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Now browsing: Hometown News > Opinion > Brevard County

The day the music died
Rating: 4.48 / 5 (46 votes)  
Posted: 2013 Aug 02 - 06:37

By Amanda Hatfield Anderson

Staff Writer

On May 26, 1971, Don McLean recorded "American Pie" -- the iconic song that paid tribute to Buddy Holly, Ritchie Valens and The Big Bopper, who were killed in a 1959 plane crash.

I am sure that nearly everyone, at some point, has heard this beautiful song.

As a matter of fact, I was repurposing some furniture in my garage yesterday, and "American Pie" came on Pandora and found myself singing, "A long, long time ago, I can still remember how that music used to make me smile."

This morning, Floridians are learning that the music may, in fact, have died.

On my way into work, I heard a report on the radio about a group of music artists, who are boycotting performances in Florida in the wake of George Zimmerman's acquittal of the shooting death of Trayvon Martin.

On Feb. 26, 2012, Mr. Zimmerman fatally shot Trayvon, 17, in Sanford. Trayvon was returning from a local convenience store, when he and Mr. Zimmerman got into a scuffle that resulted in the young man's death.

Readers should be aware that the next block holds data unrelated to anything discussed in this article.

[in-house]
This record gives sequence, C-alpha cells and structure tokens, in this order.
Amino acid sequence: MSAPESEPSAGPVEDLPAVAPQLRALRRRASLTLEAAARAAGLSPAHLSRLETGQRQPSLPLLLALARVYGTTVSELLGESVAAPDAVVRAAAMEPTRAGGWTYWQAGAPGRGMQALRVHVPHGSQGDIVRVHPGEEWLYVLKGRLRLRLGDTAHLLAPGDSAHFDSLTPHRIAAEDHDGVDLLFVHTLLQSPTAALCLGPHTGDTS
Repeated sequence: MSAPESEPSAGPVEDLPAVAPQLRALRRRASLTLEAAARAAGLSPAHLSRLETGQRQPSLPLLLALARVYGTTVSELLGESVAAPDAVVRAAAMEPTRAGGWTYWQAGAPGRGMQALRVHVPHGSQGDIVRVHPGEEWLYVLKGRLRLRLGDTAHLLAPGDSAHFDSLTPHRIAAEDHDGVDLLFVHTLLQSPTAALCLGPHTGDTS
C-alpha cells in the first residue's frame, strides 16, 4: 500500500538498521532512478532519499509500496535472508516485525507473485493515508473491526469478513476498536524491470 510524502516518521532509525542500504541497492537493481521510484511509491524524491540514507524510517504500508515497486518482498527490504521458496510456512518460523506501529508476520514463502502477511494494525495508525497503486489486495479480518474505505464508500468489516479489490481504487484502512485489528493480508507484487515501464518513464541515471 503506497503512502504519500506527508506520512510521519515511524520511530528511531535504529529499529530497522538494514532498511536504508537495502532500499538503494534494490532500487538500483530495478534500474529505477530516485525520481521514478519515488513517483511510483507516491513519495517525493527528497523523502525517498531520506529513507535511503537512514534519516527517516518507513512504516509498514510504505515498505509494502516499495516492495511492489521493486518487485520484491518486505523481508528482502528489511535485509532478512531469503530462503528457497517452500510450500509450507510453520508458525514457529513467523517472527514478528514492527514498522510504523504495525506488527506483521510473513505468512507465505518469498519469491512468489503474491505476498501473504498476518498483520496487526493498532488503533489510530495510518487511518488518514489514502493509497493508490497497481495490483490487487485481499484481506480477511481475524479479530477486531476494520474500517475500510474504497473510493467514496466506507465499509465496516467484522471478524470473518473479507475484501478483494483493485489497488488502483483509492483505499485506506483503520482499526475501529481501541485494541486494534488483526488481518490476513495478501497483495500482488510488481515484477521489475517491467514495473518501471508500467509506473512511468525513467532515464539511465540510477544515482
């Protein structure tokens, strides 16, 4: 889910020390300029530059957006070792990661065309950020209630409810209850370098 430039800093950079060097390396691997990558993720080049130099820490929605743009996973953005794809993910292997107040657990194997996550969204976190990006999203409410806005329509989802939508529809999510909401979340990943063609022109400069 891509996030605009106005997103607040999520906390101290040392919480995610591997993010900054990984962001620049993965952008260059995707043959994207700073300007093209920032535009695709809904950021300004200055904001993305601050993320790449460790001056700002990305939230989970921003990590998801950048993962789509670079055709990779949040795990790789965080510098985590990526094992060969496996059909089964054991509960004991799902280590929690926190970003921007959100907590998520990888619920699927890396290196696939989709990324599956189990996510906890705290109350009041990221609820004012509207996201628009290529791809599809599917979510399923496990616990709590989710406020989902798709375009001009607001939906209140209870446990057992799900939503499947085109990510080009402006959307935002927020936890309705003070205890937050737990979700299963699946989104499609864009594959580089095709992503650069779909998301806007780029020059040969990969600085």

Mr. Zimmerman claimed self-defense, sighting Florida's "Stand Your Ground" law. The 2012 Florida Statutes states that justifiable use of deadly force when "a person is presumed to have held a reasonable fear of imminent peril or death or great bodily harm to himself or herself when using defensive forces that is intended or likely to cause death or great bodily harm" is lawful.

Mr. Zimmerman's case received national attention throughout the past year, and still continues to do so, even after his acquittal.

Before I continue, let me just say that I believe there are no winners in this case. The Martin family will never be able to hug their son again and Mr. Zimmerman will, presumably, live in isolation for the rest of his days.

Now that the judicial system has played its role, why are these artists forming a group to protest the verdict, as well as Florida's "Stand Your Ground" law?

April Ryan, journalist and White House correspondent for American Urban Radio Networks, posted a blog on July 22, stating that the musicians are cancelling concerts and vowing not to perform in Florida until the "Stand Your Ground" law is changed.

"Sources close to the Stevie Wonder camp confirm a list of artists joining him in support of a change in the Stand Your Ground Law in Florida," Mrs. Ryan wrote. "Stevie Wonder last week, at a concert in Canada, said he would not play in Florida until they changed the Stand Your Ground Law."

The artists joining Stevie Wonder include Mary Mary, Eddie Levert, Rod Stewart, Madonna, Usher, Pattie Labelle, Kanye West, Mary J Blige, Trey Songz, Jay-Z, The Rolling Stones, Justin Timberlake, R. Kelly, Rihanna, Alicia Keys, Joe, Will .I. Am, Keysha Cole, Young Jeezy, Erykah Badu, Wale, Frankie Beverly and Parliament.